Lisa deBettencourtNew technologies appear on the market almost every day. How can designers keep up-to-date with those that are useful and learn how to assess those that may not be? These are just some of the answers the foundation course “Information Technology and Creative Practice” within the Master of Professional Studies in Digital Media program are designed to answer, under the creative guidance of Lisa deBettencourt.

“Everyone who goes through the program is required to take the course, so I have a whole range of skills in each class,” deBettencourt says. “From students interested in designing for film, video, or digital media who already understand how design and technology intersect to those who are just getting started. My job is to find a balance between covering the basics and getting really detailed.”

How Technology and Design Intersect Today

deBettencourt tackles this challenge by dividing the course into two distinct sections. She begins with a brief history of both information technology (IT) and design. She discusses where IT came from, the contribution of the field’s key innovators, and how technology has developed. On the design side, deBettencourt presents key moments in the history of architecture, industrial design, interior design, and graphics, with students learning about key designers, their philosophies, and how they have affected the way we use things—from trains and cars to clothing, telephones, and computers. She then brings the class into the present by talking about the explosion of ways in which new technologies and design intersect today.

Creating Solutions for the Future of Humankind

“Look no further than the iPhone as something that has revolutionized our lives,” deBettencourt says. “This device has an entire ecosystem. It’s not just a ‘smart phone,’ like the ones that came before. You can also look at the Tesla and how design made electric cars desirable and cool, and the emergence of devices like the Fitbit that are designed to keep you healthy. Then there are sensors for the home, like Nest, that completely changed how you manage the temperatures throughout your house.”

In the second part of the course, deBettencourt encourages her students to think creatively about the future needs of the earth’s growing population and to practice a range of creative design methods as they explore new ideas.

“This is when it gets messy,” deBettencourt says. “There comes this transition point in the class where we start to look to the future and get practical.”

As the weeks go by, students take more risks, become more vocal, and more creative.

“Students have come up with ideas like self-driving buses that know who is on a route thanks to apps using GPS,” deBettencourt says. “Some of my Chinese students reported on a service that helps them find comfort foods when they get homesick. And my favorite crazy idea was to turn libraries into a hub of sharing a host of other things beyond just books—using crowdsourcing and leveraging the sharing community.”

At times, deBettencourt draws upon her professional experience as vice president of design at Confer Health, an organization creating innovative technologies for consumer healthcare. But for the most part, she likes to hold back on personal examples, instead using her professional experience to design and teach the course. One area she feels strongly about is that products that designers work on be useful.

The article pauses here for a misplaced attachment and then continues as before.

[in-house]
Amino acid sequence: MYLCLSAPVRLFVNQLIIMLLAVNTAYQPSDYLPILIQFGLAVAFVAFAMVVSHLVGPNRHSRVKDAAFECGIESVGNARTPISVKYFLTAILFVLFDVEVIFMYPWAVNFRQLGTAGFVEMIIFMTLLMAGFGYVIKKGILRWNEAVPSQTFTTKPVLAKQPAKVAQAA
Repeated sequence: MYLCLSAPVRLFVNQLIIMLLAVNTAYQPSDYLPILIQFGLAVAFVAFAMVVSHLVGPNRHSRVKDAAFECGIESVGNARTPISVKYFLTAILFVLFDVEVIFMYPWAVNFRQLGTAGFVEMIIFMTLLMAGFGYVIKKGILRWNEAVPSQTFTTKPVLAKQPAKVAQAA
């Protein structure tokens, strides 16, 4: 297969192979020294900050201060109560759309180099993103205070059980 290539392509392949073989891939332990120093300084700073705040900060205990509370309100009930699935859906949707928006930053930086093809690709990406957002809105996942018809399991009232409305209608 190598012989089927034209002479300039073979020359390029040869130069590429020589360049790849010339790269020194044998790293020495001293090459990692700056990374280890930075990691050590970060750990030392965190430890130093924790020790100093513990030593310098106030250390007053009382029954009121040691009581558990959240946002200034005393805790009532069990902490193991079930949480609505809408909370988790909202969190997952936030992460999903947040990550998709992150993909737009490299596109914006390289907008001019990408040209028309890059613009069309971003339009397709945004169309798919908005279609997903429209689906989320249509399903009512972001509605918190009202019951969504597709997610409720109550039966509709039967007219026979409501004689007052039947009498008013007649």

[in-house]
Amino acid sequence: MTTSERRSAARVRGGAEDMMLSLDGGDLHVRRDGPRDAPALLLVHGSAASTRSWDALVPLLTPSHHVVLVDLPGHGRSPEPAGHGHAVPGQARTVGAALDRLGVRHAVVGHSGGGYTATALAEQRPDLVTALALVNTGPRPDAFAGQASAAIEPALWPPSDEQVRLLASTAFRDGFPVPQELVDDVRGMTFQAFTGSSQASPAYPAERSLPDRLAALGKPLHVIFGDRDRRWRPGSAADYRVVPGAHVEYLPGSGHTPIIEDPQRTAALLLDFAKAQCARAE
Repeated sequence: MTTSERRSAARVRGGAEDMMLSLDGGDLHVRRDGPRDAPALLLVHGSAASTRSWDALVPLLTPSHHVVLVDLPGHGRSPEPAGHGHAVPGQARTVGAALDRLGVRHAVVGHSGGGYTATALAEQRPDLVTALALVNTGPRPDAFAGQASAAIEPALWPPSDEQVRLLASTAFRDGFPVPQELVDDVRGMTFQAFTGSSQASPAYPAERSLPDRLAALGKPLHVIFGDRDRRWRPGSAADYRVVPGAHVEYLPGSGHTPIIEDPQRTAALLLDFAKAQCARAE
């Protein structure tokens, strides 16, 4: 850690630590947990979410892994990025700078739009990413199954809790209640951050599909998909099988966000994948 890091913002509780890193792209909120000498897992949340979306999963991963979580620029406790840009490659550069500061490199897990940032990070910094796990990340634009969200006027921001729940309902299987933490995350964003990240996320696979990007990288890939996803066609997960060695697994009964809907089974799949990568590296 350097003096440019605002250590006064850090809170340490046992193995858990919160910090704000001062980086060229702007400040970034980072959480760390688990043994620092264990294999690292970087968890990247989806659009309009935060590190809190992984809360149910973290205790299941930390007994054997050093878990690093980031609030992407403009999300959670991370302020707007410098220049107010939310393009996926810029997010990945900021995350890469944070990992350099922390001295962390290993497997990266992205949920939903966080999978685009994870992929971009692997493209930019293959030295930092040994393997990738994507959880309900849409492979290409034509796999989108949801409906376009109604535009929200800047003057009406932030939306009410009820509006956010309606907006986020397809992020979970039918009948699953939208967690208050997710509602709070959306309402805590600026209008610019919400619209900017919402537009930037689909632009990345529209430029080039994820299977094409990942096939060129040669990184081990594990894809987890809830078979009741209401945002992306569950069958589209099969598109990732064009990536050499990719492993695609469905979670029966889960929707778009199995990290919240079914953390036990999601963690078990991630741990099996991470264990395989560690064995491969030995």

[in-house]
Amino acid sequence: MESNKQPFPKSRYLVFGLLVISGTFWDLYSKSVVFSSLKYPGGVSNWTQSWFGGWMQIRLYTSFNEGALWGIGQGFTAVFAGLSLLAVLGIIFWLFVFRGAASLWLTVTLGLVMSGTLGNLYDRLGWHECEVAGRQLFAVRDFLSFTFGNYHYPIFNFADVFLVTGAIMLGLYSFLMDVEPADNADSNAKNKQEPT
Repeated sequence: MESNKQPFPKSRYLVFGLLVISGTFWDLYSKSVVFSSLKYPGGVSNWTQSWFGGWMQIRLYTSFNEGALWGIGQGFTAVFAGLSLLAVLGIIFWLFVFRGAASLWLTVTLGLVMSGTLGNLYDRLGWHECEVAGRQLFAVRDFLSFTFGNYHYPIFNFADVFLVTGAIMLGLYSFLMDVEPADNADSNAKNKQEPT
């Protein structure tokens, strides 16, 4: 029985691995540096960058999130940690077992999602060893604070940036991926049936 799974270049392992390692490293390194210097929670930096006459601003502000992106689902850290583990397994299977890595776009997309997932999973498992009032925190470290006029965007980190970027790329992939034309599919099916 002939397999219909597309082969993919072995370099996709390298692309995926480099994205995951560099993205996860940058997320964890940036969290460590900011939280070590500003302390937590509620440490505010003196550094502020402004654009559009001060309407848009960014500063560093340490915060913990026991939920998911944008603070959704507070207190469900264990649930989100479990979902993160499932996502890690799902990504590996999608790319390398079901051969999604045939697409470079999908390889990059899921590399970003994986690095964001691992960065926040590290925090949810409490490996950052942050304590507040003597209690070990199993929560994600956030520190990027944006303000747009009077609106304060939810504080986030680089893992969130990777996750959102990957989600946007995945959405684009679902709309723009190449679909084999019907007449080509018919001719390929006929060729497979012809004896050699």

Applying the Appropriate Technologies to a Problem

“Just because we can do something with technology doesn’t mean we should,” deBettencourt says. “Today, engineers create cool things and we tend to rush to work out how to use them without questioning whether they are useful or not. The best scenario is when a particular problem is identified and designers are brought in to determine the best way to solve the problem, applying the appropriate technology in user-friendly and accessible ways.”

deBettencourt’s students are a mix of U.S.-based and international students from China, Kenya, Eastern Europe, Argentina, and Egypt, which leads to rich discussions. Some students come with extensive work experience, and deBettencourt often asks them to present their experiences to the class. In fact, deBettencourt considers good presentation skills, coupled with empathy, as key to being a successful designer.

“If you can’t share your ideas, see things from your client’s point of view, and take creative feedback, you will fall apart,” deBettencourt says. “So my students do a lot of presenting in class, because that is the first thing they have to do when they meet with clients.”

deBettencourt ends the foundation course with a discussion on ethics to give her students food for thought as they continue on their study and career paths.

“I preach a little bit about how designers vote with their choices, how they promote certain things by deciding where to work, who to work for, and what to work on,” deBettencourt says. “I promote going after real, hard problems to solve, rather than following where the money is. Designers working on new technologies can really make a difference. Whether that’s helping get water to remote tribes in Africa or fixing healthcare in the United States, I encourage them to think about bringing their skills to make a difference to humans and the planet, not to chase money so they can have a nice car. Again, just because we can, doesn’t mean that we should.”